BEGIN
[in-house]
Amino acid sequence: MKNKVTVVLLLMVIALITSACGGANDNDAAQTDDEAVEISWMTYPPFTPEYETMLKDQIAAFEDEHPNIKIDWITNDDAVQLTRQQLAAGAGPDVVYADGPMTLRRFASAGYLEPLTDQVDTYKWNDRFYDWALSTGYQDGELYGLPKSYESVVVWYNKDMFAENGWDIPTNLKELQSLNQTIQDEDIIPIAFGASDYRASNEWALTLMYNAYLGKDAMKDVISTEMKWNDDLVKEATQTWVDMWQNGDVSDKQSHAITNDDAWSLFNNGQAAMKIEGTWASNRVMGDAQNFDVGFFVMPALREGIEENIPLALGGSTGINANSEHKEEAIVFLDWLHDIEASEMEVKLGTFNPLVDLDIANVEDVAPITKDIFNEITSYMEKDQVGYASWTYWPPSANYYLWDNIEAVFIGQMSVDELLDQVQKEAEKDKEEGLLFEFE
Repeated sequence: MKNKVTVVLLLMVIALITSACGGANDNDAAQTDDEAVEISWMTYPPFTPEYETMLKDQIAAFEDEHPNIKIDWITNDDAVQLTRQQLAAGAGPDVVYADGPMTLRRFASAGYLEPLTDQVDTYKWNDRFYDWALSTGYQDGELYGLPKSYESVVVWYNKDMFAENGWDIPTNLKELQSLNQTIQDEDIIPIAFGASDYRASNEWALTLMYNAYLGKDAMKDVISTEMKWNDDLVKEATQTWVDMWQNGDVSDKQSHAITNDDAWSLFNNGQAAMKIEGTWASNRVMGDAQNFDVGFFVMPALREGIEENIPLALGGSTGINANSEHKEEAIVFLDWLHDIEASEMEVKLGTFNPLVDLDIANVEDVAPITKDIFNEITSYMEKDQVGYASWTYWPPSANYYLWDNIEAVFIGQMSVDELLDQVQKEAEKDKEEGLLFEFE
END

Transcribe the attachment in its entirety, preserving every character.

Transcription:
[in-house]
Amino acid sequence: MKNKVTVVLLLMVIALITSACGGANDNDAAQTDDEAVEISWMTYPPFTPEYETMLKDQIAAFEDEHPNIKIDWITNDDAVQLTRQQLAAGAGPDVVYADGPMTLRRFASAGYLEPLTDQVDTYKWNDRFYDWALSTGYQDGELYGLPKSYESVVVWYNKDMFAENGWDIPTNLKELQSLNQTIQDEDIIPIAFGASDYRASNEWALTLMYNAYLGKDAMKDVISTEMKWNDDLVKEATQTWVDMWQNGDVSDKQSHAITNDDAWSLFNNGQAAMKIEGTWASNRVMGDAQNFDVGFFVMPALREGIEENIPLALGGSTGINANSEHKEEAIVFLDWLHDIEASEMEVKLGTFNPLVDLDIANVEDVAPITKDIFNEITSYMEKDQVGYASWTYWPPSANYYLWDNIEAVFIGQMSVDELLDQVQKEAEKDKEEGLLFEFE
Repeated sequence: MKNKVTVVLLLMVIALITSACGGANDNDAAQTDDEAVEISWMTYPPFTPEYETMLKDQIAAFEDEHPNIKIDWITNDDAVQLTRQQLAAGAGPDVVYADGPMTLRRFASAGYLEPLTDQVDTYKWNDRFYDWALSTGYQDGELYGLPKSYESVVVWYNKDMFAENGWDIPTNLKELQSLNQTIQDEDIIPIAFGASDYRASNEWALTLMYNAYLGKDAMKDVISTEMKWNDDLVKEATQTWVDMWQNGDVSDKQSHAITNDDAWSLFNNGQAAMKIEGTWASNRVMGDAQNFDVGFFVMPALREGIEENIPLALGGSTGINANSEHKEEAIVFLDWLHDIEASEMEVKLGTFNPLVDLDIANVEDVAPITKDIFNEITSYMEKDQVGYASWTYWPPSANYYLWDNIEAVFIGQMSVDELLDQVQKEAEKDKEEGLLFEFE